By Rt Hon Douglas Alexander MP.
Speech Delivered at The Foreign Policy Centre Fringe Event, Labour Party Conference 2001
Thank you Mark for the opportunity to speak to you today. Let me start by paying tribute to the Foreign Policy Centre for organising today's event.
It is good to be amongst friends old and new.
Now of course the context in which we as a party meet here in Brighton was fundamentally altered by the events of September 11th in New York.
And while that day changed a great deal, it reinforced in my mind, I have to say, that the world is smaller that it has ever been It's 6 billion citizens in many senses are closer to each other that ever before in history. Of course we were aware of this when many of us sought to make contact with family or friends in New York, but beyond that, each of us is increasingly connected to people we will never meet from places we will never visit. Many of our clothes and shoes will have been made by people thousands of miles away. The fuel in our cars, the microprocessors in our computers, the coffee in our cup. So many of the products we buy in the High Street have journeyed half way around the world. Yet at the very point in our history at which books like Thomas Friedman's 'The Lexus' and 'The Olive Tree' seek to celebrate this process of globalisation, it's legitimacy is increasingly questioned.
Remember back to Gothenburg or the G8 Summit in Genoa. The plan for Africa was lost in media coverage of the protest. A city was devastated, a protestor died and hundreds of Police Officers and protesters injured. Yet as well as the violent protest that caught the headlines, there were many more people there protesting, united in their hostility to globalisation.
Articulating these concerns, Kofi Anan has asked the question that I believe informs today's discussion "How can we ensure that globalisation becomes a positive force for all the world's people instead of leaving billions of them behind in squalor?"
I have no doubt that that question challenges not only companies but government as well.
We must deliver an international rules based framework for fare trade, which provides poor countries with a pathway out of poverty. But there are also big challenges to business. It is not acceptable for a company to make highly priced clothes for highly paid consumers in the developed world by ruining the health of women and children in the sweatshops of the developing work.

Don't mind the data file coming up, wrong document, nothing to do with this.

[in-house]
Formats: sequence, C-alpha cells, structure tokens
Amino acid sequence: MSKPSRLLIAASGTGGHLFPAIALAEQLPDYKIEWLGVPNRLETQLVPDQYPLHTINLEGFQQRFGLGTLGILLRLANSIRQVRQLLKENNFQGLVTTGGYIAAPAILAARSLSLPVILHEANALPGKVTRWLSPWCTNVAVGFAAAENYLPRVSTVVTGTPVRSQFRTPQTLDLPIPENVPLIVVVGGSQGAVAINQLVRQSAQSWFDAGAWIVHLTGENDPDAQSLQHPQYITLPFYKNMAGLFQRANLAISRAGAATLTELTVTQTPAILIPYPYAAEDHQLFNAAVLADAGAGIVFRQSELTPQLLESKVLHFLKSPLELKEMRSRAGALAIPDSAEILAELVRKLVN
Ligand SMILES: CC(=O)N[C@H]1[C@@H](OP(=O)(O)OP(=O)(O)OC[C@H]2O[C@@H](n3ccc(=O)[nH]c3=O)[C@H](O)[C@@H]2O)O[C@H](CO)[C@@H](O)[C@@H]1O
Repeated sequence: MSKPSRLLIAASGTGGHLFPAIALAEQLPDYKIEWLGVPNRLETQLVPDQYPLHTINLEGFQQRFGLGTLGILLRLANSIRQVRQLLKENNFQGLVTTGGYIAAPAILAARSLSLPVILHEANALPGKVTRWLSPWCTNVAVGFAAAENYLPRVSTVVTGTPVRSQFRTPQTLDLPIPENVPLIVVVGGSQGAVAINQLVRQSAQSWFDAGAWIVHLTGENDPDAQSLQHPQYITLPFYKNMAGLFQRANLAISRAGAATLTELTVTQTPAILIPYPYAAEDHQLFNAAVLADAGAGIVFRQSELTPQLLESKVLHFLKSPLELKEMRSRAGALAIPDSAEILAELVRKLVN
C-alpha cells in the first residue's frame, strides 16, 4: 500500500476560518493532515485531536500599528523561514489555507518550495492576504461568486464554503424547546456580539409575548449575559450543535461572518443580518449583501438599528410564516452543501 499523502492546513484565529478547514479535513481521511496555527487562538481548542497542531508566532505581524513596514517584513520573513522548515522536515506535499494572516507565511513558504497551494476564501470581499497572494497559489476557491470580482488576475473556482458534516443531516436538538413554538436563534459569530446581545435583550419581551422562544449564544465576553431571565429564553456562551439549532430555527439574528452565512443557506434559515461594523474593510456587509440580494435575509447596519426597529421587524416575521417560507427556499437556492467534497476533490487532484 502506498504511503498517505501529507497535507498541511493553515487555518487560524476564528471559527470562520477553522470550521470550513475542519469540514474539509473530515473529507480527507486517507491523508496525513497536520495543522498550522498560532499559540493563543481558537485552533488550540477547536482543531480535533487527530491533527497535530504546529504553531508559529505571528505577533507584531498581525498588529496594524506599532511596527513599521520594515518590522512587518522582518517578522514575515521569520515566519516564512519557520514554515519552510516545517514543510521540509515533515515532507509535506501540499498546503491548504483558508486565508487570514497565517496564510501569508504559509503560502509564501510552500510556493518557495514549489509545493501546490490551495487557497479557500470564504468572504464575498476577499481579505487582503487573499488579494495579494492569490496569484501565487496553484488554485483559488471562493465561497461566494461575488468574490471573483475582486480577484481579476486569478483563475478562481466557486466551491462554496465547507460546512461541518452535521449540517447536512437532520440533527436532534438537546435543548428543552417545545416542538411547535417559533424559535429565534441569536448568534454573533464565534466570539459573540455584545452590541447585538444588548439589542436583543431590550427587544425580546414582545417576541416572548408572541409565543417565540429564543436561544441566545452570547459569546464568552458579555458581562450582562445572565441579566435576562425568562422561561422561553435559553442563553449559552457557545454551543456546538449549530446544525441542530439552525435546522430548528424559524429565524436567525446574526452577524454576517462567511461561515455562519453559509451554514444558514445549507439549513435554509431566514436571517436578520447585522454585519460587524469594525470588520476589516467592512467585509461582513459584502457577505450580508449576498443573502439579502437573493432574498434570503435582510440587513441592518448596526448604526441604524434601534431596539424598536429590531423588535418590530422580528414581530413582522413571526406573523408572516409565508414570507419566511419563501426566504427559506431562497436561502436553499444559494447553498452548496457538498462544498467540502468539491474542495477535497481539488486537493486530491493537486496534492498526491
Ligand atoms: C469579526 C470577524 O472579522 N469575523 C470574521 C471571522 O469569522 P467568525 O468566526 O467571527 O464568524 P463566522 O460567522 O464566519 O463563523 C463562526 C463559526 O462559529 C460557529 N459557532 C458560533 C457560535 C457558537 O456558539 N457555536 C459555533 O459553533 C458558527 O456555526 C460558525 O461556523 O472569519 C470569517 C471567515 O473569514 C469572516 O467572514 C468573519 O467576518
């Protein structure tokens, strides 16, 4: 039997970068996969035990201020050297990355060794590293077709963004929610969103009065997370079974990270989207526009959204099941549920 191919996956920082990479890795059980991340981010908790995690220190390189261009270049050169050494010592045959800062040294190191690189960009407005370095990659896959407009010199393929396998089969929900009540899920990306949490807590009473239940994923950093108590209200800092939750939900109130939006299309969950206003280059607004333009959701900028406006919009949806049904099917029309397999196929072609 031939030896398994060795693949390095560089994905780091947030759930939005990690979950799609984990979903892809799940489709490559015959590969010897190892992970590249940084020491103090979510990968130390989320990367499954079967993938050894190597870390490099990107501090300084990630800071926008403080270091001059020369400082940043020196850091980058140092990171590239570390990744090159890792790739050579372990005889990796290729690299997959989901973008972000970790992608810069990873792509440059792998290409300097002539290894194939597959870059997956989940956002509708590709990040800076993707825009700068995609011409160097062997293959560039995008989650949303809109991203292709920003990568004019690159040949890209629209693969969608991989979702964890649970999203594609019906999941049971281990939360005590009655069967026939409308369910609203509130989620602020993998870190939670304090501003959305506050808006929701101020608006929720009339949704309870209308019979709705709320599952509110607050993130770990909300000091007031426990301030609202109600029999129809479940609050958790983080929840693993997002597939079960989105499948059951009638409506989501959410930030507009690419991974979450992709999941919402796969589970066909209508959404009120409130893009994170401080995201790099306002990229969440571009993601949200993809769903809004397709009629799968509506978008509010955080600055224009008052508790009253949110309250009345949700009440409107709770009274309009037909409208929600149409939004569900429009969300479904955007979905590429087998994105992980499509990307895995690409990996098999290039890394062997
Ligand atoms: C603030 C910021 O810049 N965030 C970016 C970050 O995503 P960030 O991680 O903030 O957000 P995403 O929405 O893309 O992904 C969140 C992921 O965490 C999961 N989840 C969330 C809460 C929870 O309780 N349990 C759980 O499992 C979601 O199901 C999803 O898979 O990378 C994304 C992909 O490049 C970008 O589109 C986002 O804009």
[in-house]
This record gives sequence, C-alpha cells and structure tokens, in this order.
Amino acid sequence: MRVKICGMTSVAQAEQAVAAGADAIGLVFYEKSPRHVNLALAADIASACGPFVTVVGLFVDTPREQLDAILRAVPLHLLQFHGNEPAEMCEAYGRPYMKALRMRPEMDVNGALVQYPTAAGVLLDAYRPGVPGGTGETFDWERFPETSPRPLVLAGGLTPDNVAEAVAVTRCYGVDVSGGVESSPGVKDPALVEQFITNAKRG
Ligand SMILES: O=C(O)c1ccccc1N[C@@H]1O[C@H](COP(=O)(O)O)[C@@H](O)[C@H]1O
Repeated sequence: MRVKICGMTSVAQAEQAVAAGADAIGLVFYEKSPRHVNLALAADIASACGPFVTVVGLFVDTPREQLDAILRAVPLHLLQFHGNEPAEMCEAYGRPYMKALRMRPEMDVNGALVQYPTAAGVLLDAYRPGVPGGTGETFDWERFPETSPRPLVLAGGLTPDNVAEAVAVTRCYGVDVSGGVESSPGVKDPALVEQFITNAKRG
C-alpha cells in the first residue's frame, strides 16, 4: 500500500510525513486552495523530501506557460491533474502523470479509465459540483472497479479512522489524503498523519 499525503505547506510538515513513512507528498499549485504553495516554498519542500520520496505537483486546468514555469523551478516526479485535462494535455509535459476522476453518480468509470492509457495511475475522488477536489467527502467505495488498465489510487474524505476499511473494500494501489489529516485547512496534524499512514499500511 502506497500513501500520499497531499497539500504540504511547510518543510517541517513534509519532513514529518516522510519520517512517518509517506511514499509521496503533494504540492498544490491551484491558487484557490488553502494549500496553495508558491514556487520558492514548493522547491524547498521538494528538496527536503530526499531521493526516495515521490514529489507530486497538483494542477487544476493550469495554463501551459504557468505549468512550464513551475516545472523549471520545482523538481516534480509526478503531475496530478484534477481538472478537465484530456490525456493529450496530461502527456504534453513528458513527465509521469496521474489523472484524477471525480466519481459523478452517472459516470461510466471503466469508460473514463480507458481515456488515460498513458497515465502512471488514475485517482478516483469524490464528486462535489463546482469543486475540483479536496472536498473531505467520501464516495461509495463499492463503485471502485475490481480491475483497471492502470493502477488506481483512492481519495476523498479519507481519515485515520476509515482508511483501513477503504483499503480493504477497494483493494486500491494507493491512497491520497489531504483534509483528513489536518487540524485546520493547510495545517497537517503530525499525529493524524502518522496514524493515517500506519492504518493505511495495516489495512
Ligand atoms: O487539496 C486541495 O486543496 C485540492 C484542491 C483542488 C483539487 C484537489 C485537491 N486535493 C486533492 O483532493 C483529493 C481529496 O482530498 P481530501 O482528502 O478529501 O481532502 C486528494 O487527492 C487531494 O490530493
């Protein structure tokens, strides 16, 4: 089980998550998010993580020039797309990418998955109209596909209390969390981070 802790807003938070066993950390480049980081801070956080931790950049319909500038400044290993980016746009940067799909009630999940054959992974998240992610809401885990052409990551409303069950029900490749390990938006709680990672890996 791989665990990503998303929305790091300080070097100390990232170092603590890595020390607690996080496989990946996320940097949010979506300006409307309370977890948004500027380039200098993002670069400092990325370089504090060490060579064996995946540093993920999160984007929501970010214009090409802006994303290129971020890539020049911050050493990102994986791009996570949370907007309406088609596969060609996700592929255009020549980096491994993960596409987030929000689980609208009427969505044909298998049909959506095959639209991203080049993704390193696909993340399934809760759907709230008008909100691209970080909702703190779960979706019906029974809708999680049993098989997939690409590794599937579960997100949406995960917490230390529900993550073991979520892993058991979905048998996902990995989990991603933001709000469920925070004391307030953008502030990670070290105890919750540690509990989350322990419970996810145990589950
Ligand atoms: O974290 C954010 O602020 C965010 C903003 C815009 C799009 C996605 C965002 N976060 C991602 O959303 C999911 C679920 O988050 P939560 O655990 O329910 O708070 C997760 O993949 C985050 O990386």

It is not acceptable for a company to make beautiful furniture for the homes of rich families in the west but leave a devastated forest landscape in Brazil.
Businesses have come to understand the very considerable corporate risk involved in such actions.
Shell encountered enormous public concern over its activities in Nigeria regarding the Ogoni people and the death of Ken Sarawiaa as well as over the Brent Spar. Nike and Gap both suffered as a direct result of conditions that were exposed in the factories run by some of their sub contractors.
And the actions of such multinationals are important not only for their own bottom line, but the world in which we live. Of the 100 largest economies in the world today, 51 are corporations. The top two hundred corporations have sales equivalent to one quarter of the world's total economic activity.
And while few will deny the challenge of building a common view as to how corporations can make a positive contribution at local, national and international level, the debate tends to bring out what Simon Zadek's book calls "Evangelical Optimism" or "Narrow Cynicism".
To try and find a way through such divergent views, we need first to be clear as what we mean by corporate citizenship. While there is no single definition, I believe a company pursuing this approach does three things:
- It recognises that its activities have a wider impact on the society in which it operates
- In response, it actively manages the economic, social, environmental and human rights impact of its activities across the world.
- And it seeks to achieve these benefits by working closely with other groups and organisations.
In turn this approach to working can bring clear benefits to the businesses concerned:
- by reducing risk
- by enhancing brand value
- by opening doors and creating good will
- and by improving its staff efficiency and morale
This approach is underpinned by various international conventions and codes, some of these - such as the UN's Universal Declaration on Human Rights, are of general relevance to business activity.
Others, such as the OECD's guidelines on multinational enterprises - are more specific and are important in setting standards against which, companies operating abroad, can assess their performance.
Here a range of departments, from the Foreign and Commonwealth Office to the Department for International Development, my own Department, the DTI, and the Department for Work and Pensions and DEFRA all make a contribution to this discussion.
Of course there will ultimately be limits to how much we can expect from corporate citizenship in addressing issues such as enduring inequalities in health, education, and income. Yet those limitations should not encourage us to turn away from the agenda of corporate citizenship. I believe it should also inspire us to ensure that alongside the choices exercised by private enterprises we also make public choices through our government about the kind of market, society and world in which we wish to live.